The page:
Oct 15

The Girl Ghetto and Getting Tired of Merely Being Seen

I was very excited for Gaige, a female Borderlands 2 character, to come out. I read everything I could about her. But then people on my Facebook began complaining that Gaige was a woman, as they don’t play woman characters.


And, frankly, if that’s what they want: it’s very easy to oblige them.


Michael Hitchens, writing for Game Studies, did some rather thorough research: what is the gender and race of FPS avatars?

His results:

FPS avatars are predominantly male, Caucasian and from the military across all platforms (although not all characteristics in the same game).

For those who care about these things, this isn’t terribly surprising. But it does have something to do with what I’ll call, taking the term from TVTropes, the girl ghetto.

Let’s take Korra, the titular character of the Nickelodean show and Avatar: the Last Airbender follow-up The Legend of Korra. You can see a picture of her directly above. Not only is she a woman, she’s a person of colour.

Of course, making her a woman was not without its risks. To wit:

Some Nickelodeon executives were worried, says Konietzko, about backing an animated action show with a female lead character. Conventional TV wisdom has it that girls will watch shows about boys, but boys won’t watch shows about girls.

During test screenings, though, boys said they didn’t care that Korra was a girl. They just said she was awesome.


“Girls will watch shows about boys, but boys won’t watch shows about girls.” ‘Boy’ is standard, on TV and in video games. For girls to spend most of their time watching male protagonists is so standard that applying the Bechdel test to movies–(1) does the movie have two female characters? (2) who talk to each other? (3) about something other than a man?–reveals a stunning failure at the very first question. We can’t even be bothered to populate our fictional worlds with more than one woman, sometimes.


And while some have suggested tweaking the Bechdel test to better fit videogames, a survey of Bechdel-passing video games of 2011 showed dismal, dismal results.


As a Dmitri Williams study showed, the ratio of female protagonists to female game players is significantly out of whack.

The developer demographic explanation [wherein game developers tend to make characters of the same race and gender as themselves] is made stronger by considering that the number of female characters (15%) comes much closer to the number of female gamemakers (11.5%) than the number of female players (38%). If the process were entirely player-driven, there would be far more female characters, especially among the primary, playable characters (where the proportion is nearly identical to the developers’ ranks). […] Still, the most likely cause for the representation patterns in this study is a combination of developer demographics and perceived ideas about game players among marketers. The stereotype of game players as only young, white males who want to be powerful white adults may be driving the content-creation process, even as the player base becomes older and more diverse. […] Women, at 38 percent of game players but only 15 percent of characters, are the most underserved. Latinos, who play more per day than whites and form 12.5 percent of the population, are only 2 percent of characters.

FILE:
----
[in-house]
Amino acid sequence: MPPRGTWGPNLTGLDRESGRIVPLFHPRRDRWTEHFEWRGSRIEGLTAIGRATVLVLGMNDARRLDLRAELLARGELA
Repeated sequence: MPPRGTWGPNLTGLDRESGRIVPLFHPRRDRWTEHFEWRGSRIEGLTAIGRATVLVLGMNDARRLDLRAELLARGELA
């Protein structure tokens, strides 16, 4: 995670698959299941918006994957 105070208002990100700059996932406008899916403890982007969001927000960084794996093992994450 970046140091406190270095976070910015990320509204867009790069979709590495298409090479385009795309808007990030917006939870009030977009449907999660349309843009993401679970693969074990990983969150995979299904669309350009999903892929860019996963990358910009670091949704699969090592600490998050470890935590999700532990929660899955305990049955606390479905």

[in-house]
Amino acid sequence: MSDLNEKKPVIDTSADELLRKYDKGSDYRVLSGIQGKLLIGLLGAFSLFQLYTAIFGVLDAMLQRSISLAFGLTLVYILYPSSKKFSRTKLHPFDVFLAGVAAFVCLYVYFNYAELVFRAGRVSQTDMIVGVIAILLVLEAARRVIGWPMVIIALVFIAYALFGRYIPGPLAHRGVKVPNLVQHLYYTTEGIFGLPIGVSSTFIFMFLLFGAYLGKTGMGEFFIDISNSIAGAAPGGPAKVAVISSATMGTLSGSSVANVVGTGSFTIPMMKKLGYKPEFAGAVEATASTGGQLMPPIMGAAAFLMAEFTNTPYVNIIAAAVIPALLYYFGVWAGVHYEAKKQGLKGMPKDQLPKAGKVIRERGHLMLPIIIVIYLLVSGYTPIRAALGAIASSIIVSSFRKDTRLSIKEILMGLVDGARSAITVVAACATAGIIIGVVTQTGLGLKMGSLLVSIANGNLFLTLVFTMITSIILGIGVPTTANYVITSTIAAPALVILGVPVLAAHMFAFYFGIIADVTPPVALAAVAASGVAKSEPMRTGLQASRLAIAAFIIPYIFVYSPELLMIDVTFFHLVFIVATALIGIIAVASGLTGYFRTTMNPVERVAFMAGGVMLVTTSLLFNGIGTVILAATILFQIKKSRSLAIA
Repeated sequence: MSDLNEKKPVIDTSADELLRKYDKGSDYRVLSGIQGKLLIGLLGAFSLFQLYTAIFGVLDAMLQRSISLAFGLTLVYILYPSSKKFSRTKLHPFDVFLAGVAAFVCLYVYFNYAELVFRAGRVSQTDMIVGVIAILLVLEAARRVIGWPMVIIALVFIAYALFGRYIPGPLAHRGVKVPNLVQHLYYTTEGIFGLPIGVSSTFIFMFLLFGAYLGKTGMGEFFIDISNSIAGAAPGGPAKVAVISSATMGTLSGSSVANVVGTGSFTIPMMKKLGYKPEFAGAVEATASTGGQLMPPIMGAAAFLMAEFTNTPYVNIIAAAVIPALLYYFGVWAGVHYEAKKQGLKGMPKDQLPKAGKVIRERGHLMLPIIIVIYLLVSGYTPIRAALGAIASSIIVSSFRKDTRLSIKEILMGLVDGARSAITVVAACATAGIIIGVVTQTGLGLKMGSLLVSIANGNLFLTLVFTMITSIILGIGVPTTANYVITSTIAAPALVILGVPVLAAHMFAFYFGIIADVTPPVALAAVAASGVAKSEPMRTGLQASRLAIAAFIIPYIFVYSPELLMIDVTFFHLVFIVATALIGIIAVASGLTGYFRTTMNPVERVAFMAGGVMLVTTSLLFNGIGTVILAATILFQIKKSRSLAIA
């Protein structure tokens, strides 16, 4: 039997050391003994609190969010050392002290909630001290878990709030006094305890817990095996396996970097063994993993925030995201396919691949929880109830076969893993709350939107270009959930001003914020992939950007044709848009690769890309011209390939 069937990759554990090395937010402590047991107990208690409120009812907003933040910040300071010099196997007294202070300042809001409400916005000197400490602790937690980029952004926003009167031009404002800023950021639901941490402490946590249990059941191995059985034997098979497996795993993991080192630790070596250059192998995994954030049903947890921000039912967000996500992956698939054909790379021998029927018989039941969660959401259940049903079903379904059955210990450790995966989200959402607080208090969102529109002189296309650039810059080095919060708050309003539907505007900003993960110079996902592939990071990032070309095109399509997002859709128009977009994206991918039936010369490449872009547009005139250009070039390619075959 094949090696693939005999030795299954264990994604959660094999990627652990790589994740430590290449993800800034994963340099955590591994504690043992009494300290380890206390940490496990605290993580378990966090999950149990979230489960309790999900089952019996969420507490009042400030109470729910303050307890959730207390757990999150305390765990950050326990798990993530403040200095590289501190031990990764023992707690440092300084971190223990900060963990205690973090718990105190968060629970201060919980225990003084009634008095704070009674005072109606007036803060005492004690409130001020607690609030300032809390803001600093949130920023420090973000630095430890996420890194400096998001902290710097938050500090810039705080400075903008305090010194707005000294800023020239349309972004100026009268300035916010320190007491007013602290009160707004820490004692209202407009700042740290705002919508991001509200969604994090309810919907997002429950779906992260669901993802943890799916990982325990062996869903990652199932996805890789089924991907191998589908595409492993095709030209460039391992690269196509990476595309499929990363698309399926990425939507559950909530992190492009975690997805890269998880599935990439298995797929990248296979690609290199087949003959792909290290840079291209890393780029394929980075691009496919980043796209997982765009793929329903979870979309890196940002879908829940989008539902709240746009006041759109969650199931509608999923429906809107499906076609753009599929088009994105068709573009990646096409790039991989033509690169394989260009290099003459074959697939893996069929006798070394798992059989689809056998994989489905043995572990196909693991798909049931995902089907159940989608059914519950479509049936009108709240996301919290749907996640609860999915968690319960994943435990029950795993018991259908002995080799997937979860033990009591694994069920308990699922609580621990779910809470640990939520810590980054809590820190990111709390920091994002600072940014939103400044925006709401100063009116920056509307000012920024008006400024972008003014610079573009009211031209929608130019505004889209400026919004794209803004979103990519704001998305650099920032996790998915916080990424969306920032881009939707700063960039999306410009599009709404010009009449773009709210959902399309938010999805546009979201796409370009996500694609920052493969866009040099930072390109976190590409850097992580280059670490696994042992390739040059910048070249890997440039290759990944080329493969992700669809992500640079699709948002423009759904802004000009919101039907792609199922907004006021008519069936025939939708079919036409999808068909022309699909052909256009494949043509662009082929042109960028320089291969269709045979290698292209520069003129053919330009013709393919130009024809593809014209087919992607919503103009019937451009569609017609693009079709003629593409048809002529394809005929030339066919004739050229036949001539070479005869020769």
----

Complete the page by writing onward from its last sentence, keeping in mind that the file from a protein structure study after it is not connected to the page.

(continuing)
Women are relatively privileged in video games when compared to people of racial minorities, who are often practically invisible (quick, name a Native American main character, other than in Prey or Assassin’s Creed III). Racial minorities have to fight just to be seen on-screen, while my biggest problem is that merely being seen isn’t enough anymore.


So I feel, increasingly, like I am expected to whoop and cheer for merely seeing 50% of the population represented as anything more complicated than a damsel-in-distress or as a (literal) prostitute. And that is a shockingly low standard to have.


No, instead, I want them to be active. I want depth. I want the minority characters to have motivations, and not merely to be plot devices or the standard “see, I included a woman!” nonsense.


I’m not going to give out plaudits for merely acknowledging I exist anymore. I’m not going to accept marketing excuses, or excuses about the girl ghetto. You know how to make the girl ghetto no longer an issue? Get men as used to seeing women on their screens as women are seeing men on theirs. Make female characters. Make them strong.


I want more Korras.

About the author

Kim S.

A religious studies nerd with a passion for video games, Kim enjoys single-player games, short walks far away from beaches, and failing to get through Infinite Jest.

1 comment

  1. Erik G

    I found this article yesterday that I kind of explains a lot of the problems about female representation in really all mediums.


    It really came as a shock to me when successful movie and game franchises have been built, almost around passing the Bechdel test that producers and the such a work wouldn’t capture the attention of the male audience.

    Also, one reason I am excited for ACIII is because it has a Native American protagonist, since I am a Native American gamer (though, I’m Navajo and Connor isn’t but its still cool). One of my biggest fears is that he’ll be portrayed rather stereotypically and be more just like a Magical Native American instead of you know, a person. There are several stereotypes that I don’t mind, but I barely know fictional Native American characters who don’t spout out philosophical BS like its all they do or shapeshift into animals (which after a while, kind of becomes offensive).

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